constructible angles with integer values in degrees

The aim is to characterize all constructible angles with straightedge and compass whose value is an integer number of degrees (like 60 or 36). From now on, every time we refer to the measurement of an angle, it is meant to be in degrees, not radians.

We need two short lemmas:

Lemma 1

If an angle measuring x degrees can be constructed, then angles measuring


can be constructed.

Notice that we are not stating all of them have integer values, only constructibility. The proof follows almost inmediately by knowing any angle can be bisected with ruler and compass.

Lemma 2

If an angle measuring x degrees can be constructed, then angles measuring any integer multipleMathworldPlanetmath of x, that is, 2x,3x,4x, can be constructed

If you can construct x, you can construct again an adjacentPlanetmathPlanetmathPlanetmath angle with the same value and you will have constructed an angle measuring 2x. Repeat the procedure and you get 3x,4x,.

Now, a theorem.

Theorem 1

The angle measuring 3 can be constructed.

It is well known that both regular pentagon and equilateral triangleMathworldPlanetmath can be built with ruler and compass. That allows us to construct angles measuring 72 and 60.

By first lemma we can construct then

72,722=36,362=18,182=9,92=4.5=4 30

and also we can construct

60,602=30,302=15,152=7.5=7 30

But if we can construct 4 30 and 7 30 we can then construct their difference, which is exactly 3.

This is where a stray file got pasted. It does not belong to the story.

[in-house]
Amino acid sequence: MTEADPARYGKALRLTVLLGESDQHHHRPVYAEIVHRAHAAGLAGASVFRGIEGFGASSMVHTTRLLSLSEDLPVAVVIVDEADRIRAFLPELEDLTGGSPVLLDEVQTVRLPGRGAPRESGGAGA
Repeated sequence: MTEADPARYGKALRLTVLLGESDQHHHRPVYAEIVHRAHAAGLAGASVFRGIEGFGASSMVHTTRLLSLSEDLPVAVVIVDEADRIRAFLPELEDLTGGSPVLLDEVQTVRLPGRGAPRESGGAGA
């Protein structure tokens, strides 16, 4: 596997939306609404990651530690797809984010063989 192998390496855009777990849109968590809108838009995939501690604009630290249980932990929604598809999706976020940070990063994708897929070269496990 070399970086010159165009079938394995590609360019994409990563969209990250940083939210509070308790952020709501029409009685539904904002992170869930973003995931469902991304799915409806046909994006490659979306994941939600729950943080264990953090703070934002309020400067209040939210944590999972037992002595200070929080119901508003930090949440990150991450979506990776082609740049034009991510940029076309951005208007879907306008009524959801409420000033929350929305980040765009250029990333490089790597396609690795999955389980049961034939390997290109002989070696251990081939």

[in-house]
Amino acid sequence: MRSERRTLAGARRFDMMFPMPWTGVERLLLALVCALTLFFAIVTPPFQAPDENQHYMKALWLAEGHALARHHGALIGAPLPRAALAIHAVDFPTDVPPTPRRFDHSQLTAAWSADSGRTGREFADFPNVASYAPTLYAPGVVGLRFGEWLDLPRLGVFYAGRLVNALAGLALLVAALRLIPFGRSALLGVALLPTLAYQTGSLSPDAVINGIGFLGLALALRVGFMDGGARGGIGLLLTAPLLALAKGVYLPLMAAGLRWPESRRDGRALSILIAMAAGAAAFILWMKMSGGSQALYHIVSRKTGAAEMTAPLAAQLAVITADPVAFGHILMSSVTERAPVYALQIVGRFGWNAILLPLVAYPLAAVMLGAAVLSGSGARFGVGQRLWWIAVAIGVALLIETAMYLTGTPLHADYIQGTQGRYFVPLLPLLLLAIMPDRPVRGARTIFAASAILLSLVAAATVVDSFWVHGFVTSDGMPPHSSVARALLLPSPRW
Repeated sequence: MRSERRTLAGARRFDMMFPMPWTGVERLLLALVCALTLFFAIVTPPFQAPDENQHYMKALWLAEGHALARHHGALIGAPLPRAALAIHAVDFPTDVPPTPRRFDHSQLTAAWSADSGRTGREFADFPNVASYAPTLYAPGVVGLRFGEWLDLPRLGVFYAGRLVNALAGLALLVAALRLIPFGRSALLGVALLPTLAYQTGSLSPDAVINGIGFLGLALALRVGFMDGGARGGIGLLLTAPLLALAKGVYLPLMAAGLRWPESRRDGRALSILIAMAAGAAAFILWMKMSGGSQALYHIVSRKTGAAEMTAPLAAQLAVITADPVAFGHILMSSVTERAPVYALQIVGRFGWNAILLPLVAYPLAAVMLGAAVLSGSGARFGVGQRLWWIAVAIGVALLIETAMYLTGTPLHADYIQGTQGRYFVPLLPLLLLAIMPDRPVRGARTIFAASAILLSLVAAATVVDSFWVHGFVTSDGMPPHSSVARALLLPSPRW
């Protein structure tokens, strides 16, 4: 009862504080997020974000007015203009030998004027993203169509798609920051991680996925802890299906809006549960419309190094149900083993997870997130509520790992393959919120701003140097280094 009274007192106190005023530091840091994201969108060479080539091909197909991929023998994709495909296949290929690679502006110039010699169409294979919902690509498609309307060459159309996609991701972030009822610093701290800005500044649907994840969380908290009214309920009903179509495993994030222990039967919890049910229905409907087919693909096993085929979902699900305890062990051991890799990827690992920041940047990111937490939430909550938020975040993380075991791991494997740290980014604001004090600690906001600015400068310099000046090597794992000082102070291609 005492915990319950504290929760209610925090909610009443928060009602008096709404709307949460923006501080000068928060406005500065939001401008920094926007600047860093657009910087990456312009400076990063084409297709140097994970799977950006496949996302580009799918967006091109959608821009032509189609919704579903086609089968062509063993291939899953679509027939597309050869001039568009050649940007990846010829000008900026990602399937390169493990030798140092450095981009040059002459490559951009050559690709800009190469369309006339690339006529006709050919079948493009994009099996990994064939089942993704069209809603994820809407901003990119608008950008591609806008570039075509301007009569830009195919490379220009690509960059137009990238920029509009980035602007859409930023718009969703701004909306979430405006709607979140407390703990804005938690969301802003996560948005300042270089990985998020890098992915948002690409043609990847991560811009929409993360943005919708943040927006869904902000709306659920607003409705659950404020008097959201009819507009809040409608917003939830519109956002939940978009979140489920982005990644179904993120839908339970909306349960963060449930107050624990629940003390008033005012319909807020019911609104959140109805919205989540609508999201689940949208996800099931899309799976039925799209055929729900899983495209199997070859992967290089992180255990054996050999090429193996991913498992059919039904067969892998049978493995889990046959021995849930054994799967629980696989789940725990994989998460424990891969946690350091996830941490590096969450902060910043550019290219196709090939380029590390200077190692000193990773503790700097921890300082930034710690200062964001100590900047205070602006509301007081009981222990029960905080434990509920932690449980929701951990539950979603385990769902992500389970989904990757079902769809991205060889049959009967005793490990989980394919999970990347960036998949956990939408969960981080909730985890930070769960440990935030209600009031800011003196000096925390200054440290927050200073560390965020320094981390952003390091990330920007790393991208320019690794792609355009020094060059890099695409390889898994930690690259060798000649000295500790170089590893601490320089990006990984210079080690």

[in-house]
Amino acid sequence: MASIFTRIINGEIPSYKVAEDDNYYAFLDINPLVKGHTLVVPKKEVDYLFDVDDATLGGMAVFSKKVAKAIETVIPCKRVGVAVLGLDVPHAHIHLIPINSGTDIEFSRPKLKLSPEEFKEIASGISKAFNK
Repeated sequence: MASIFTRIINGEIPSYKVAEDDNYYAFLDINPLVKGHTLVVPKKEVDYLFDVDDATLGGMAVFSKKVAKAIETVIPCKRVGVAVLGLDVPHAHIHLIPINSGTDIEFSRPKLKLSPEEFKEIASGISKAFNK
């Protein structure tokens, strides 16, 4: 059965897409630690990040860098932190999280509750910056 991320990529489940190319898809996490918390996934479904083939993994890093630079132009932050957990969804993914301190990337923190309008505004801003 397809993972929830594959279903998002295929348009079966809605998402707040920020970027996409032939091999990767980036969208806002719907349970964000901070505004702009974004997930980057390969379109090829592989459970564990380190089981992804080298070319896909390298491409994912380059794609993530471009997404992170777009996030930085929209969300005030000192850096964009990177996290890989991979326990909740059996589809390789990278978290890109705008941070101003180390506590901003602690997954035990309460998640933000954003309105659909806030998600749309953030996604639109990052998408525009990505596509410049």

Alternative (J. Pahikkala): Since 72 and 60 can be constructed, 12=72-60 can be also constructed. Bisecting 12 gives 6 and bisecting again shows that 3 can be constructed.

Theorem 2

We can construct any angle measuring an integer multiple of 3.

The proof follows directly from the second Lemma.

Theorem 3

The only constructible angles measuring an integer number of degrees are precisely the multiples of 3.

We are only left to prove we cannot construct any other integer value. We will work by contradiction.

Suppose we are able to construct with ruler and compass an angle measuring t with t integer and t not multiple of 3.

Since 3 does not divide t and 3 is prime, it follows that 3 and t are coprimeMathworldPlanetmath, that is, gcd(3,t)=1.

But then, by Euclid’s algorithm we can find integers m,n so that 3m-tn=1 (n or m could be negative).

By the second lemma, we can construct both 3m and tn, so we can construct their sum (or difference), which would prove 1 is constructible, and therefore any angle equal to an integer number of degrees could be constructed with ruler and compass.

However, the standard proof of the impossibility of trisecting an arbitrary angle goes by proving 20 cannot be constructed with ruler and compass, this contradicts what we just showed, and therefore only angles being an integer multiple of 3 can be constructed.


For a more general proof for other real values besides integers, see the theorem on constructible angles.

Title constructible angles with integer values in degrees
Canonical name ConstructibleAnglesWithIntegerValuesInDegrees
Date of creation 2013-03-22 14:16:36
Last modified on 2013-03-22 14:16:36
Owner PrimeFan (13766)
Last modified by PrimeFan (13766)
Numerical id 9
Author PrimeFan (13766)
Entry type Theorem
Classification msc 11S20
Classification msc 11R32
Classification msc 51M15
Classification msc 13B05
Synonym constructible angle
Related topic ExactTrigonometryTables
Related topic TheoremOnConstructibleAngles
Related topic ClassicalProblemsOfConstructibility